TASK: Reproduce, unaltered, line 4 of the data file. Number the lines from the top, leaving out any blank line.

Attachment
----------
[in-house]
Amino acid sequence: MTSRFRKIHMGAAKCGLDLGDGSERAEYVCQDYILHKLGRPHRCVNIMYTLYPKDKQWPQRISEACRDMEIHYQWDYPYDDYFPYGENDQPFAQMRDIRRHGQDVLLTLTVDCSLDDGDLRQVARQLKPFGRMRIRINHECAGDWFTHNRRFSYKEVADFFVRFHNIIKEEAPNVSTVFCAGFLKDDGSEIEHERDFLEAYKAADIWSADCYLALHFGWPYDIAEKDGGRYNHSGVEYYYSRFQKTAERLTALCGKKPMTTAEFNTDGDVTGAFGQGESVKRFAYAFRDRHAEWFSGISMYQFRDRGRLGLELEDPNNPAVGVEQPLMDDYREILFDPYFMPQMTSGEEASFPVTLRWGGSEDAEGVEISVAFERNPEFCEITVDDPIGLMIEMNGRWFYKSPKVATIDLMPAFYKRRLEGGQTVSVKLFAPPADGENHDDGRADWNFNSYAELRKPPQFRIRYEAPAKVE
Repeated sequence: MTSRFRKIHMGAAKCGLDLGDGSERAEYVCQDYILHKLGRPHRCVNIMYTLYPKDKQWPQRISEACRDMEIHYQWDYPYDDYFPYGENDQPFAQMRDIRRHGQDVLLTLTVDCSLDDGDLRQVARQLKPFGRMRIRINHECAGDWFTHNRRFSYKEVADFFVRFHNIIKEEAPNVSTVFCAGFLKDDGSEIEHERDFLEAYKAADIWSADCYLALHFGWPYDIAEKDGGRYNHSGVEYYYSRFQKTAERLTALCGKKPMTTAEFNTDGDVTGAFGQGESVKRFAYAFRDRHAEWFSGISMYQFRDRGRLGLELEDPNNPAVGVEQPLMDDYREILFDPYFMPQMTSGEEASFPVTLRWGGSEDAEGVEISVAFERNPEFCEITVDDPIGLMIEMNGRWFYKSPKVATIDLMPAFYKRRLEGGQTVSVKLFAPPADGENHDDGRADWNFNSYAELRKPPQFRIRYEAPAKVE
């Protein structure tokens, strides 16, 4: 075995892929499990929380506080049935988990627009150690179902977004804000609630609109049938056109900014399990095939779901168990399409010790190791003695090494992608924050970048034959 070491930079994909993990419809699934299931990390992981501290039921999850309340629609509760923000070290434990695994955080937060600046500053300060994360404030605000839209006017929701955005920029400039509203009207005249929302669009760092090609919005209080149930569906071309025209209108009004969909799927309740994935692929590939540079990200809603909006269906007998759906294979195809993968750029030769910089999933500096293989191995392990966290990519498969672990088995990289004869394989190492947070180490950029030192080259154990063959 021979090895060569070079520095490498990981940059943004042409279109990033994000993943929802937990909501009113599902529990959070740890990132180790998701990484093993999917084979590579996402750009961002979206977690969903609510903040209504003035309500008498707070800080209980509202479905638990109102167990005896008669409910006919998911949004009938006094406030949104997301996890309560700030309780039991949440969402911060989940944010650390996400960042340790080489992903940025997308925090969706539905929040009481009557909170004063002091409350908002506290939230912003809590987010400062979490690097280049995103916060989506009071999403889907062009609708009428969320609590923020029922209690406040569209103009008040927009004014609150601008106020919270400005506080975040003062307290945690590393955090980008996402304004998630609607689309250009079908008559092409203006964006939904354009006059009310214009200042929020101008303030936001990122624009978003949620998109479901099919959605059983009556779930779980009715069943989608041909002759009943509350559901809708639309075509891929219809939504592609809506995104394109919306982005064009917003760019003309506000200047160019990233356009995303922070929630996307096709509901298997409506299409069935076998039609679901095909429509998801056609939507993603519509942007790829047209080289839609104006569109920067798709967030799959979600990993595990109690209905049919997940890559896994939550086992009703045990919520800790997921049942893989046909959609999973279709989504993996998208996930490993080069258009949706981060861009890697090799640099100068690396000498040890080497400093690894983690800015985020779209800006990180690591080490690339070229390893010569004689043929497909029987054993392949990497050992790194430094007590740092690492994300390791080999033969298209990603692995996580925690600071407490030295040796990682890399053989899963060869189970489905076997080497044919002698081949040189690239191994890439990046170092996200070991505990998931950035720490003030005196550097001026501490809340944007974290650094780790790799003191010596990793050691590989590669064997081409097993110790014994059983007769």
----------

């Protein structure tokens, strides 16, 4: 075995892929499990929380506080049935988990627009150690179902977004804000609630609109049938056109900014399990095939779901168990399409010790190791003695090494992608924050970048034959 070491930079994909993990419809699934299931990390992981501290039921999850309340629609509760923000070290434990695994955080937060600046500053300060994360404030605000839209006017929701955005920029400039509203009207005249929302669009760092090609919005209080149930569906071309025209209108009004969909799927309740994935692929590939540079990200809603909006269906007998759906294979195809993968750029030769910089999933500096293989191995392990966290990519498969672990088995990289004869394989190492947070180490950029030192080259154990063959 021979090895060569070079520095490498990981940059943004042409279109990033994000993943929802937990909501009113599902529990959070740890990132180790998701990484093993999917084979590579996402750009961002979206977690969903609510903040209504003035309500008498707070800080209980509202479905638990109102167990005896008669409910006919998911949004009938006094406030949104997301996890309560700030309780039991949440969402911060989940944010650390996400960042340790080489992903940025997308925090969706539905929040009481009557909170004063002091409350908002506290939230912003809590987010400062979490690097280049995103916060989506009071999403889907062009609708009428969320609590923020029922209690406040569209103009008040927009004014609150601008106020919270400005506080975040003062307290945690590393955090980008996402304004998630609607689309250009079908008559092409203006964006939904354009006059009310214009200042929020101008303030936001990122624009978003949620998109479901099919959605059983009556779930779980009715069943989608041909002759009943509350559901809708639309075509891929219809939504592609809506995104394109919306982005064009917003760019003309506000200047160019990233356009995303922070929630996307096709509901298997409506299409069935076998039609679901095909429509998801056609939507993603519509942007790829047209080289839609104006569109920067798709967030799959979600990993595990109690209905049919997940890559896994939550086992009703045990919520800790997921049942893989046909959609999973279709989504993996998208996930490993080069258009949706981060861009890697090799640099100068690396000498040890080497400093690894983690800015985020779209800006990180690591080490690339070229390893010569004689043929497909029987054993392949990497050992790194430094007590740092690492994300390791080999033969298209990603692995996580925690600071407490030295040796990682890399053989899963060869189970489905076997080497044919002698081949040189690239191994890439990046170092996200070991505990998931950035720490003030005196550097001026501490809340944007974290650094780790790799003191010596990793050691590989590669064997081409097993110790014994059983007769």